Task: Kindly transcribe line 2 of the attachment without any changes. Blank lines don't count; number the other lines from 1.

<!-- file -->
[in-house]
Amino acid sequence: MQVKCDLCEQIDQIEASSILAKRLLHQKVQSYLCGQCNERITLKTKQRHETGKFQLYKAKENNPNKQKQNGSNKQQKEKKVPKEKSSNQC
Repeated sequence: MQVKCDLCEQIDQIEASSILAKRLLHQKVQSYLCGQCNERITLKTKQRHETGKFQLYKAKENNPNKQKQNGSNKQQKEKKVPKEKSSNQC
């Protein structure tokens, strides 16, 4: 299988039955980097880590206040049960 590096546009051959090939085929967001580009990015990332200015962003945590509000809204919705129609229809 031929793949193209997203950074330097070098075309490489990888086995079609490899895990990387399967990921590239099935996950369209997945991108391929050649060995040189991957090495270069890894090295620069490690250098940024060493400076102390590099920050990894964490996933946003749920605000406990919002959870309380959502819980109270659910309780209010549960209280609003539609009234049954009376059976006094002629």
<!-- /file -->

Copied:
Amino acid sequence: MQVKCDLCEQIDQIEASSILAKRLLHQKVQSYLCGQCNERITLKTKQRHETGKFQLYKAKENNPNKQKQNGSNKQQKEKKVPKEKSSNQC